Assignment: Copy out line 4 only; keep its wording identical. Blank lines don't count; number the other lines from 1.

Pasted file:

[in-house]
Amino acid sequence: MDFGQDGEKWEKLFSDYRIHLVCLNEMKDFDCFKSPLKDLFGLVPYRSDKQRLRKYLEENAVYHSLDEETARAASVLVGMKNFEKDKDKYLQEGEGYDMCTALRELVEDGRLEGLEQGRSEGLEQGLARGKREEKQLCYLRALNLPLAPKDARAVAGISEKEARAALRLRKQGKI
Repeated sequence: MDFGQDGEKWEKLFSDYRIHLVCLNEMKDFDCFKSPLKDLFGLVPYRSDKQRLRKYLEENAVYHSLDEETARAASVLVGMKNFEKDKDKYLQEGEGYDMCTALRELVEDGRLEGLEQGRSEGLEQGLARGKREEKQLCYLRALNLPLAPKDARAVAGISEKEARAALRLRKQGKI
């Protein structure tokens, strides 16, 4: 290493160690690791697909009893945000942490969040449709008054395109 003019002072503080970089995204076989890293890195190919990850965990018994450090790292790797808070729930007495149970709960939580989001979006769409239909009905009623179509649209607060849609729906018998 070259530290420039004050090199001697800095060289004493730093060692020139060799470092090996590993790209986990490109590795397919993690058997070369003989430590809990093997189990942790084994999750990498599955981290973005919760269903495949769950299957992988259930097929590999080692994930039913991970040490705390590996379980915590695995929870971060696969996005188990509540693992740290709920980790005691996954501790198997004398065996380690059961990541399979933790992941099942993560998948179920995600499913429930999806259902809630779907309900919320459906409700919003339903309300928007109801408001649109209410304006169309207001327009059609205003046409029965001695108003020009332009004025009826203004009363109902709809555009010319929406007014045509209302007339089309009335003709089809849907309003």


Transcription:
């Protein structure tokens, strides 16, 4: 290493160690690791697909009893945000942490969040449709008054395109 003019002072503080970089995204076989890293890195190919990850965990018994450090790292790797808070729930007495149970709960939580989001979006769409239909009905009623179509649209607060849609729906018998 070259530290420039004050090199001697800095060289004493730093060692020139060799470092090996590993790209986990490109590795397919993690058997070369003989430590809990093997189990942790084994999750990498599955981290973005919760269903495949769950299957992988259930097929590999080692994930039913991970040490705390590996379980915590695995929870971060696969996005188990509540693992740290709920980790005691996954501790198997004398065996380690059961990541399979933790992941099942993560998948179920995600499913429930999806259902809630779907309900919320459906409700919003339903309300928007109801408001649109209410304006169309207001327009059609205003046409029965001695108003020009332009004025009826203004009363109902709809555009010319929406007014045509209302007339089309009335003709089809849907309003």